How to choose a college
Choosing a college is not always an easy task. There are many things to consider before you make that final decision. One person’s dream college might be another’s worst nightmare. There are common questions to ask when choosing a college. Use these five easy steps to determine which college is right for you.
CHOOSE THE TYPE OF INSTRUCTION/ TEACHING THAT YOU PREFER
Face to Face
Face-to-face education involves traditional classroom learning. Students who study at a face-to-face learning institute, attend classes daily. Classes vary from early morning to afternoon. Part-time classes usually take place in the evenings.
Distance learning, also known as home study or correspondence learning, is an alternative tertiary education option. With distance learning you do not attend any classes; you study from the comfort of your own home.
Online learning involves enrolling for a course online, and learning through online videos and assignments. Online education has grown popular over the last couple of years, as it allows students to study from home and in their own time.
PUBLIC VS PRIVATE COLLEGES
Public colleges operate under governmental laws and regulations. They receive funding from the government. This allows them to offer bursaries to students who do not have the means to pay for their studies
Private colleges manage their own funding and make their own decisions regarding course material. They do not get any financial help from the government. Governmental issues like the #FeesMustFall strike also do not affect them or their students in any way.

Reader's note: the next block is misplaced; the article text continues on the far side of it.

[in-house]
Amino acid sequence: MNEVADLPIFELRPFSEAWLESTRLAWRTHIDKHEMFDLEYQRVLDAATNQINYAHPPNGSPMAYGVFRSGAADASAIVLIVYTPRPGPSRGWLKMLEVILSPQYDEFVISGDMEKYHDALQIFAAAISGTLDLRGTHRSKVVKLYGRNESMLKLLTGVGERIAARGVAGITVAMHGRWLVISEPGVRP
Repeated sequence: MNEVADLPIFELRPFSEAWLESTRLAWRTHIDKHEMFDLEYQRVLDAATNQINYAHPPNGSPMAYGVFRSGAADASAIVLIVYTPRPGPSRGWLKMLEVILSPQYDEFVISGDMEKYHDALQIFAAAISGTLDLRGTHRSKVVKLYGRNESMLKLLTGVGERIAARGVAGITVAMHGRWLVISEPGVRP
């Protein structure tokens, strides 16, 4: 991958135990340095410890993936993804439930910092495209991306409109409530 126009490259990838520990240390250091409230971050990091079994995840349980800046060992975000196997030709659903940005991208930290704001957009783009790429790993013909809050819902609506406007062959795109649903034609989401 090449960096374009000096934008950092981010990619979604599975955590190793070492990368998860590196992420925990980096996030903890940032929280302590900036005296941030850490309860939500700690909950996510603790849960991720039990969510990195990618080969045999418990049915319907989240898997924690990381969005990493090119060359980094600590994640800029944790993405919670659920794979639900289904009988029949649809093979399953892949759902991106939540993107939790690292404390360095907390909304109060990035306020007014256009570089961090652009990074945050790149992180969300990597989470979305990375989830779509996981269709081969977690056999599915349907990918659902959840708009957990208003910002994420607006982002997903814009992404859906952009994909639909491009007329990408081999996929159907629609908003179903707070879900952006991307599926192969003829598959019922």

REGISTERED VS NON REGISTERED COLLEGES
Registered colleges offer approved qualifications that are recognised on the National Qualifications Framework (NQF). By studying through a registered college, you can be assured that your qualification is valuable and recognised on the NQF.
Non-registered colleges are not listed or recognised by the Department of Higher Education and Training (DHET). This means that their courses can’t be trusted, are not recognised on the NQF and carry no particular value to the student.
ACCREDITED VS NON ACCREDITED COURSES
An accredited course is a learning programme that is recognised on the National Qualification Framework (NQF). When you study an accredited course you can be sure to get a high-quality education and a qualification that is recognised.
Non-accredited courses are great for learning a new skill set, or building on your existing proficiencies. What’s more, they are shorter in duration, which means that you can gain a new skill set in as little as six months.
TYPE AND LEVEL OF REWARD
Certificate of completion
A Certificate of Completion proves that you have successfully completed an industry specific, skills course. These courses have no National recognition.
When you study a national certificate course, you can be assured that your qualification is recognised in the NQF. A National Certificate is equal to a NQF level 4 qualification.
A Diploma course provides career-orientated training, with the purpose to prepare you to work efficiently in a particular field. A Diploma is equal to a NQF level 6 qualification.
An advanced diploma is equal to an NQF level 7 qualification. It proves that you have the knowledge and skill to perform in the workplace and enables you to apply for university level courses.
Degrees can take three to four years to complete. This qualification enables graduates to illustrate knowledge and competencies required for access into the job market and further study.
In order to study a Postgraduates degree, you need to have successfully completed a Degree programme. A Postgraduates degree is equal to an NQF level 8 qualification.